Icicle Bicycles: Active Trans Celebrates Winter Cycling
The advocacy group's annual Winter Bike to Work Day shows that all-season cycling is becoming mainstream in Chicago.
January 20, 1985 remains the coldest day in Chicago history, at a bone-chilling 27 degrees below zero at O’Hare Airport. It was a bit warmer than that on January 26, 2018, when around dozens of people gathered in front of the Picasso sculpture in Daley Plaza, drinking coffee and eating Eli’s cheesecake. While the severity of winter in the Windy City have ebbed and flowed over the last three decades, winter bicycling is a definite fact of life here nowadays. Last Friday’s Winter Bike to Work Day, hosted by the Active Transportation Alliance, celebrated that fact.
“Today is a celebration of cycling in Chicago and it helps bring the community of cyclists together,” said Active Trans executive director Ron Burke. “It’s also to show people who don’t bike [during the winter] that it’s attainable. We understand that people who don’t bike much, they’re probably not going to start in the winter. Still, this is a chance to show everyone that cycling is so mainstream now.”
“When we first started doing this event, years ago, all the media would show up,” Burke said. “It was like ‘Oh my God, look at all these crazy people!’ Now they don’t come at all, because it’s just normal. That’s actually progress, right? We see winter biking as a normal thing. Its not some crazy thing that only weird people do. Average people do it.”
To that end, Active Trans chose the anniversary of Chicago’s coldest day as the best time to highlight the fact that year-round cycling is becoming mainstream. “The idea was, alright, if we’re going to do a Winter Bike to Work Day, we picked the coldest day of the year, because we’re tough,” Burke said. “People come from all over. Every year we do this, you’ll see people coming from the South Side and the North Side, the far-out suburbs. It’s amazing how far some people bike.” Burke pedals in from Oak Park himself.
“The biggest change we’ve seen in the years we’ve been doing this event is that even ten years ago, winter bicycling was relatively rare,” Burke said. “10-15 years ago, when I’d be riding my bike in the winter, people would stare and gawk at me. This little girl once pointed at me: ‘Mama, Mama, look, that guy is riding his bike in the winter!’ That used to be unusual.”
“The combination of better bike infrastructure, Divvy bike-share, getting more people who hadn’t tried it before…there’s kind of a strength in numbers,” Burke added. “When you see a few people biking on the street, I think it encourages other people to give it a try. Cycling has grown a lot over the last ten years. We see that reflected in the number of people who are winter bike commuting, who are coming to this event.” Burke said he even notices “the people who are biking right by this event because they’re going to work, they don’t have time. And that’s okay! Cycling today is far more mainstream than it used to be.”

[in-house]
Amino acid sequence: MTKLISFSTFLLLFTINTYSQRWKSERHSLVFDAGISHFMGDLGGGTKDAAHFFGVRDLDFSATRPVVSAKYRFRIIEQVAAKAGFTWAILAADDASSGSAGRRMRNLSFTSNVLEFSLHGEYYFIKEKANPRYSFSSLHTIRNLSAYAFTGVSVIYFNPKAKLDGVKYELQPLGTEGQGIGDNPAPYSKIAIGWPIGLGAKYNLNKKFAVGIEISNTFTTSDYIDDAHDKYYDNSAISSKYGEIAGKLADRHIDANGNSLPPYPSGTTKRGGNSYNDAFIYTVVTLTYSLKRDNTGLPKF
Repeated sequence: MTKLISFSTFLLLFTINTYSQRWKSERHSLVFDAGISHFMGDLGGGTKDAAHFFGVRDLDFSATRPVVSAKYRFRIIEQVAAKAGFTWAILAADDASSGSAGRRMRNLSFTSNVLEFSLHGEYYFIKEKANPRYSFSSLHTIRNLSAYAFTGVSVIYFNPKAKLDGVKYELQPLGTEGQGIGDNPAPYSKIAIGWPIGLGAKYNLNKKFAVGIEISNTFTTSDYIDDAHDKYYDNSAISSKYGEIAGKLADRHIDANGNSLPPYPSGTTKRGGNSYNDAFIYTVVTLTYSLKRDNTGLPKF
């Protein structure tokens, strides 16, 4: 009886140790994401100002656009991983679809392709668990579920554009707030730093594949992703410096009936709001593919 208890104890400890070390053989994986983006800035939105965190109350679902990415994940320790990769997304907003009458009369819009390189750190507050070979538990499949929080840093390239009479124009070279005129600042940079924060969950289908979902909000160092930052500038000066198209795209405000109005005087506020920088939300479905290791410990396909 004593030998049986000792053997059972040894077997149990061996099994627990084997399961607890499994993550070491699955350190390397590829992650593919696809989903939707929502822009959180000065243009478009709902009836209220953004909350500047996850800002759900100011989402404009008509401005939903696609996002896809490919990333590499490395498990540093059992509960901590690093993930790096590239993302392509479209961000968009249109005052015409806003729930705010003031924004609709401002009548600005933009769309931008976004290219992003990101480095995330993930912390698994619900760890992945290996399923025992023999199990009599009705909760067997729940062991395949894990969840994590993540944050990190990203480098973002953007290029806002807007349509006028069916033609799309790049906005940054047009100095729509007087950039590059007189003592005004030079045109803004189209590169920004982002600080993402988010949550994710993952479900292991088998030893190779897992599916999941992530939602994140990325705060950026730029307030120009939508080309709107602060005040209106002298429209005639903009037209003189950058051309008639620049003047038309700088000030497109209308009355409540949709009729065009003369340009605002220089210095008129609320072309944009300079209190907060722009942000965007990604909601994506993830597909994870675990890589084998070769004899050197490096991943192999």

Burke said that even with Chicago’s sometimes-nasty winters, “I don’t recall a year where the streets were so bad that we just cancelled it. There are people who have studded tires. If it’s right in the middle of a snowfall, that could be trouble, because it takes a while to get the streets plowed. The turnout is not as high when its ultra-cold. Some years the Eli’s Cheesecake is frozen solid, like an ice cube.”
Active Trans member Mike McEwen has showed up for the event for the last for five years, partly because the location is so handy. “I bike everyday to work anyhow, and I work near here,” he explained.
This was David Bates-Jefferys’ first year at the event. He moved to Chicago two years ago from western Massachusetts, which he said was was voted home of the worst drivers in America. Even though he currently has a car that he uses sporadically, for the most part he either rides his bike or commutes via the ‘L’ train. “I think Chicago is extremely easy to bike around, especially with the Metra, being able to take bikes on there now… It also helps that its extremely flat.”
Kelly O’Brien, a Schaumbug native who currently works at the female-focused shop BFF Bikes in Bucktown, said she loves the sense of freedom she gets from cycling. “This is my first time coming to this event, and I’m enjoying riding around [Chicago] recreationally and commuting. Bikes are kind of my life. I love seeing all these people out here, supporting the cycling community, with all these different companies and brands supporting us as well. [Revolution Brewing, REI, CLIF bar, NUUN hydration, DIVVY sponsored the event.] There’s a lot of camaraderie — everyone knows each other. We all have common interests, and we want the same safety for everyone.”
Besides, O’Brien added, “As long as there’s cheesecake, I’ll go anywhere!”
This post is made possible by a grant from the Illinois Bicycle Lawyers at Keating Law Offices, P.C., a Chicago, Illinois law firm committed to representing pedestrians and cyclists. The content is Streetsblog Chicago’s own, and Keating Law Offices neither endorses the content nor exercises any editorial control.